(Some other veterans and I have written a guide to all this and more, so if you want to understand it a bit better you can check that out in the mechanics and techniques section here
This game isn't "super hardcore MLG competetive" by default, but it is sort of competetive. There is no campaign or anything like that; fights are generally done with and against other players. If you can't stand competition, then I can't say i'd fully reccomend this game to you. The drive to get better is what will make your name known among the community. If you really want to play the game competetively though, you definitely can as there are tournaments held at random intervals.
Speaking of the community, some people say it's awful, but there are just a few bad people out there. Most of the time anyone will help you out if you just ask, and there are plenty of good players that will go out of their way to give lessons.
Now, onto the Bad.
Without going into detail, the last few patches changed alot, so the game can feel really wonky as of this review, but devs are working on the problems brought up by the players. The game also has a small playerbase, so if you live in a somewhat "rarer" country (AUS comes to mind) you may have problems finding servers close to you.
There are only 5 different official maps and 3 official game modes. However, the community has made their own maps and gamemodes to counteract this. Events are also held rather regularly on the Blade Rebellion servers. There will most likely be other maps and modes added soon.
Various bugs occur every now and then, but the devs patch them in a timely manner. None of them are ever gamebreaking or anything like that.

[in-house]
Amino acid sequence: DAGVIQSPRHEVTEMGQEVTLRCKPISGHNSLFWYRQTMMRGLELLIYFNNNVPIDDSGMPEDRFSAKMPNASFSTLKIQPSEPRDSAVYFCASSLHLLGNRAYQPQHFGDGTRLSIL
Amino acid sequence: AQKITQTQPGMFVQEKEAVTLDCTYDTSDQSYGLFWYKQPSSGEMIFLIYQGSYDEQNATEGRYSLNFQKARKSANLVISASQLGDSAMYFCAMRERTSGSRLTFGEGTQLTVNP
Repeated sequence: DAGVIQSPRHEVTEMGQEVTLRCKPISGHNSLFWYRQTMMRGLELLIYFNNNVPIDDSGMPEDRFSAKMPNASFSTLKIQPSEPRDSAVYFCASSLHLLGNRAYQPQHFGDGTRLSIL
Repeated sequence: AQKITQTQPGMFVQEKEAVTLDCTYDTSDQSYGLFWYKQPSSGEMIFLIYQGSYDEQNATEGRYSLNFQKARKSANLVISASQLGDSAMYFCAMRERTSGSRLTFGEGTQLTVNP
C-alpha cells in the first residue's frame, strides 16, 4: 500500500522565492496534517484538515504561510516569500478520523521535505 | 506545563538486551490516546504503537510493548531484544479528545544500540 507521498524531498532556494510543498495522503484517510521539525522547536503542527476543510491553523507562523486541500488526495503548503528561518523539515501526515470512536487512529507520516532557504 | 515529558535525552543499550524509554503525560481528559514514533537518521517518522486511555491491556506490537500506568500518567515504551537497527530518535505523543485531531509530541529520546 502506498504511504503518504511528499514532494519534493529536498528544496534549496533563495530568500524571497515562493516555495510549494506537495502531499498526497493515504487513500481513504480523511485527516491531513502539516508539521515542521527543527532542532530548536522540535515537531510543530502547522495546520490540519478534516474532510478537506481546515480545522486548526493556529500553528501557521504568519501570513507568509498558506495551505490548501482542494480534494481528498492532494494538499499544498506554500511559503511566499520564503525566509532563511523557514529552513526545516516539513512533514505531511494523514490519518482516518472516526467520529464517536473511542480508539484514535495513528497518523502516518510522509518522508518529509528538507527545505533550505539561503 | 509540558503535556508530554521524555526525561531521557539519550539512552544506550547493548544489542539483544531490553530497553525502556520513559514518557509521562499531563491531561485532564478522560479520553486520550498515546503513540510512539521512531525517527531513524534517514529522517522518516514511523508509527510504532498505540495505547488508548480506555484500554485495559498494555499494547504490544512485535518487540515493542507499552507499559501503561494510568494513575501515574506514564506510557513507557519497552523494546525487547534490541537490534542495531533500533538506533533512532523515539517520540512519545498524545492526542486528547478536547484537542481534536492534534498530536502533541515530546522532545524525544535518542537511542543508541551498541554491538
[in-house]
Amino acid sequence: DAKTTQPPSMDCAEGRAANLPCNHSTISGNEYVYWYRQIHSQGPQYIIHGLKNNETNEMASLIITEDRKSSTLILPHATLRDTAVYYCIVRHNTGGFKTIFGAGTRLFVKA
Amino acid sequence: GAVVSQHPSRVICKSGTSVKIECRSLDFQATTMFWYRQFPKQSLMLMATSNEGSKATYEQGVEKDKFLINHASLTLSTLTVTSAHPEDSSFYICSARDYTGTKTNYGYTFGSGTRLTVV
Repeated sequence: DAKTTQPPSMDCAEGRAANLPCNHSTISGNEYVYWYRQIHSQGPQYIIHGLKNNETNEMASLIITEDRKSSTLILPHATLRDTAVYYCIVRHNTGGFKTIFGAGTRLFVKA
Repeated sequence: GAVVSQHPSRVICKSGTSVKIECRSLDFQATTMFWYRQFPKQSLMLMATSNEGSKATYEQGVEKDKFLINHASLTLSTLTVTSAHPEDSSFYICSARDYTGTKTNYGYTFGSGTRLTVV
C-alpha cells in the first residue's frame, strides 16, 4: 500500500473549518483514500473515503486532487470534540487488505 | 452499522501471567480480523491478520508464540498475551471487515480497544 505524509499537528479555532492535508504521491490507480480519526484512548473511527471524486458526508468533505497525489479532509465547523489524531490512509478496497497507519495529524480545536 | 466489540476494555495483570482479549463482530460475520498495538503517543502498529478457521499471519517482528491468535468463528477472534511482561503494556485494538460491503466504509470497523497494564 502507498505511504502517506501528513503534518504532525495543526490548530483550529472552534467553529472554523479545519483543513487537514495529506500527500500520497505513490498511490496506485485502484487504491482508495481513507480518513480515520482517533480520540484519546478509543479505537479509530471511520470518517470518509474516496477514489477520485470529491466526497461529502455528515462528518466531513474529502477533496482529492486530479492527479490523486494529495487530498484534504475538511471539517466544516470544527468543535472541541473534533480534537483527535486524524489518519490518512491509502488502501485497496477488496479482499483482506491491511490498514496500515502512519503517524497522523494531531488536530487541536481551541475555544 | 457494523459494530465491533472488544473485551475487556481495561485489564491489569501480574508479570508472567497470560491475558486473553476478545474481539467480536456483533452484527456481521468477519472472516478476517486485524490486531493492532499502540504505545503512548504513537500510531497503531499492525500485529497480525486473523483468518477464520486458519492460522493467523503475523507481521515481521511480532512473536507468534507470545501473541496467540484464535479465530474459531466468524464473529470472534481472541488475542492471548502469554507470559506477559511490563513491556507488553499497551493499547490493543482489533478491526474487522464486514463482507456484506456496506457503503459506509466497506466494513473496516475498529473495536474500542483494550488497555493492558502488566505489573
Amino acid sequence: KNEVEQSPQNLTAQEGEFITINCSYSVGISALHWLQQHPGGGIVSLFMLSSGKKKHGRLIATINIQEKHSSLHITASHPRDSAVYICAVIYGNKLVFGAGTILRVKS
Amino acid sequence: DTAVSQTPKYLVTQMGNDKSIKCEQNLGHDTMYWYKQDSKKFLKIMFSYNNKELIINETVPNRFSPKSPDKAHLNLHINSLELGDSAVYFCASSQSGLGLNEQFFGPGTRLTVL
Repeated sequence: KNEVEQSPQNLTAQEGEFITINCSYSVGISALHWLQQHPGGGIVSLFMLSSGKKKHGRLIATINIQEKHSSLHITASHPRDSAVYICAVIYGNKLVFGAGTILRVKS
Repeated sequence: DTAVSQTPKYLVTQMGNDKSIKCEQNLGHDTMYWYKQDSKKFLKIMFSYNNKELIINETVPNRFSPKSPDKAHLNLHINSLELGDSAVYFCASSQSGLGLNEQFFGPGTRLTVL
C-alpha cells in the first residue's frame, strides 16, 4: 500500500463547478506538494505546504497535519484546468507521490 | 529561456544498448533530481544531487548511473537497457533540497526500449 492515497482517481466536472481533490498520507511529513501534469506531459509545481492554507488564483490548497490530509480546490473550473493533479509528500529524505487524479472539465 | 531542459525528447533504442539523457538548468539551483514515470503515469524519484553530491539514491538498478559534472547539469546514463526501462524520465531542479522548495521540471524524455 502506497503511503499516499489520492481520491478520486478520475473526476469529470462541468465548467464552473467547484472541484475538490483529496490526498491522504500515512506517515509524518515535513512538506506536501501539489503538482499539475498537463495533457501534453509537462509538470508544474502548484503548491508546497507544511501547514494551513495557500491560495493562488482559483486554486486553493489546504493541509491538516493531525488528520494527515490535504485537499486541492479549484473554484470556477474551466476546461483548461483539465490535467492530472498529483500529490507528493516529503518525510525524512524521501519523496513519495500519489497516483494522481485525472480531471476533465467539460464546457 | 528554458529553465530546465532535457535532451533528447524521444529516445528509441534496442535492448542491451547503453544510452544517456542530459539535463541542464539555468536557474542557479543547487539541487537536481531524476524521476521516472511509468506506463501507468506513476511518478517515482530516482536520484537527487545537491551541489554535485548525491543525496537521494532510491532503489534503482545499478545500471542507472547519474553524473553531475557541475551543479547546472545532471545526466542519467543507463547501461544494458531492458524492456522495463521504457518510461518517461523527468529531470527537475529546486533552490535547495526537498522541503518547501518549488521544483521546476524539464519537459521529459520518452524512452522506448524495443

The forums can be a little overwhelming at times, but the difference between behavior on forums and in-game is massive. Don't plan on staying in the forums too long if you prefer serious discussions, because things get a bit crazy sometimes.
I may be biased as I have invested quite a bit into Blade Symphony, in terms of both time played and overall contributions. I have personally taught many players about how the game and its characters work, and have banded together with a few other veterans to make a comprehensive guide for the game. For me, the best thing about the game is the community. Almost every single veteran is a person that is enjoyable to be around, and most new players aren't the type to yell "wtf this game sucks" after getting stomped by a more experienced player. The small community also gives it a "close knit, occasionally disfunctional family" feel, at least for me.
All in all, Blade Symphony has a few quirks, but that doesn't stop it from being a solid third person fighting game that is both simple and complex at the same time. It does swordfighting well (and by well I mean somewhat unrealistically for the sake of fun) and offers a fresh new take on the genre.
Accessible Gameplay with Depth
Can make your own swords with workshop integration
Latency affects gameplay more than it does in most other games (Stay at under 60 ms for best results)
Devs can be misguided with their patches
Little else to do outside of 1v1 duels and hanging around in FFAs
Only 4 characters to play (at the moment), with 5 possible ways (swords) to play each character
UP FOR GRABS (Can be taken either way):
Overall, I give the game an 8/10. Will keep this review updated as time goes on.